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I'm most recently a writer.  In the six plus decades of my life, I've been a wife, mother, grandmother, Jill of all trades though mistress of but a few, and most of the time pretty content with my lot.  As a much younger person, I believed I was called to write, but life and living distracted me for most of those decades.  An unwilling transplant from the South,  twenty years ago I unintentionally landed in the geographical center of the US.  Writing came about in part due to the unwillingness, I expect.  When caring for family, gardening, and renovating a century-old house failed to provide sufficient creative outlets, I turned to the one thing I always intended to do.  Eight titles later, I'm grateful I found myself while Lost in the Plains!

Monday, July 28, 2014

Katie Lost and Found--Preview #3

Welcome to Walnut Lodge, luxury accommodations, fine dining, and a cast of characters sure to remind you of the people in your own world. I think everyone needs a friend like Cami, someone who loves you unconditionally, wants only what she believes is best for you, and refuses to let you alone until you get off your duff and reach for that brass ring of happiness. Cami is a relentless matchmaker, a softhearted meddler, and a girl in search of happily ever after for everyone including herself.
 “So, did we win?” Cami hid a yawn behind her hand.
 “We did. And of course Chad scored the winning goal. You look beat, kiddo. Go home. Cyril and I can take it from here.” Kneeling by the little basket in the corner, she stroked the dog’s soft coat. In response, Cyril licked her hand before curling into a tighter ball and resuming his nap.
“Jeff called a minute ago. He’ll be a little late. He has to put Miss Mary to bed.”
“That sitter didn’t show up again?” Jeff Anders had returned to Walnut Springs to care for his aging parent, leaving behind a successful career as a journalist in Chicago. The night clerk’s position paid a fraction of his former salary, but allowed him to spend his days keeping an eye on his mother, and continue to freelance during the quiet hours at the Lodge. Tess and Cami had volunteered to help screen sitters to stay with Miss Mary at night, learning the hard way that good help can be nearly impossible to find.
“He said she has a cold and doesn’t want to expose Miss Mary.”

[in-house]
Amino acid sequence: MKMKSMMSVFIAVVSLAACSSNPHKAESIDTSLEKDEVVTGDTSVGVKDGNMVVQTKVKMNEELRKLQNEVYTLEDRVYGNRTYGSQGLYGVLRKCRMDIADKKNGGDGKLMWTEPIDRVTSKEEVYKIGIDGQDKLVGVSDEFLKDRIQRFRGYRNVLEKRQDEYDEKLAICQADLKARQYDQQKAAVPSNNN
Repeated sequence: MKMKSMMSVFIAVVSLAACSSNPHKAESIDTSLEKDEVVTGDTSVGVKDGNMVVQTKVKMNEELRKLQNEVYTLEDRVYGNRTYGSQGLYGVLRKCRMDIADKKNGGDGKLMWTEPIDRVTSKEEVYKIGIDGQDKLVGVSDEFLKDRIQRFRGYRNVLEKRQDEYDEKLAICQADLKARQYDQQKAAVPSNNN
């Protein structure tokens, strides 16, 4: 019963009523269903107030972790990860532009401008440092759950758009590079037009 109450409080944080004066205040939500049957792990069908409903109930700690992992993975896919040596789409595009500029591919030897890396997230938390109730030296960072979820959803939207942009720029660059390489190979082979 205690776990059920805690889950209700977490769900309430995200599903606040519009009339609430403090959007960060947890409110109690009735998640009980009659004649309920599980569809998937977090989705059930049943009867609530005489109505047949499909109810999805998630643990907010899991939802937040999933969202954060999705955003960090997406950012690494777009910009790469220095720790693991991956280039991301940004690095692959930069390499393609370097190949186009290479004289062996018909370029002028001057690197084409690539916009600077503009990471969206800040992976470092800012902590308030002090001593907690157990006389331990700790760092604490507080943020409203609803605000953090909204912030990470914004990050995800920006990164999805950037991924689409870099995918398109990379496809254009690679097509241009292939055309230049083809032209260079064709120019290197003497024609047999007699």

“Benefit of the doubt? I think we need to find someone more reliable.” With a respectful nod to the fact that life, at least for everyone who worked at the Lodge, seemed to pose one challenge after another, Tess turned her focus to the room roster. “The parking lot sure looks good.”
“Yeah. The Mulveney’s have a brand new Lincoln this year. And the Caddy belongs to two-ten. Nice couple celebrating their anniversary.”
“And the vintage Mercedes rag top?”
“That belongs to our architect who, by the way, will be staying all weekend. One taste of Lucas’s fine cuisine and he stopped by the desk to extend.”
Taking a slow, calming breath, Tess murmured, “That’s nice.”
He’s nice. I wouldn’t mind having him around for a few months, if you know what I mean.” Not too tired to haul up her best Mae West impression, Cami winked broadly and rocked her hips.
Tess snorted a laugh. “What would Lucas think if he heard you say that?”
“I wouldn’t say it to Lucas. Seriously, honey, wait until you see this man. Wavy blond hair, tall as in well over six feet, and very nicely put together. He says he's into running. Throw in a classy continental accent—I thought German, but it turns out he’s Dutch—anyway, add that sweet little car—which by the way matches his eyes—and some lucky lady would be getting a nice deal.”
“How do you know some lucky lady hasn’t already got him?”
“No wedding ring. And I asked if he’d be alone. He’s single, Tess. Good looking, professional, very friendly. Right age. You could do a lot worse.”
Despite the trouble she was having just breathing, Tess managed to fake a scandalized gasp. “Cami! You know the rules about fraternizing with guests.”
“You might want to make an exception with this one. I mean it, Tess. You can’t go on posing as a nun forever.”
“I’m pretty sure I can. Now will you go home? I have some book work to do and as soon as Jeff gets here, I’m turning in. The van is full of bedding plants which I intend to put in the ground tomorrow morning. Now scoot!”
She stood at the desk for a good ten minutes, staring at the registration card but unwilling to pick it up. Now, added to the name and profession, she had Cami’s description to think about. There had to be plenty of men with all those characteristics. Surely, tall, blue-eyed joggers who happened to have been born in the Netherlands couldn’t be that uncommon in this part of the country. And vintage Mercedes convertibles were a dime a dozen, weren’t they? Cautiously she took the card from its slot and turned it over in her hands. The neat script didn’t look familiar. The St. Louis P.O. box was no help.
Returning the card to its space, she took a deep breath. Tomorrow morning she’d wake up to find that the guest in her carriage house was just another random stranger. She’d feel foolish and relieved, and ashamed that memories had overtaken reason even for a few agonizing hours. But tonight, she knew without a doubt, she would lie awake reliving every one of those memories, just in case.  

1 comment:

  1. Where do I make my reservation for Walnut Springs?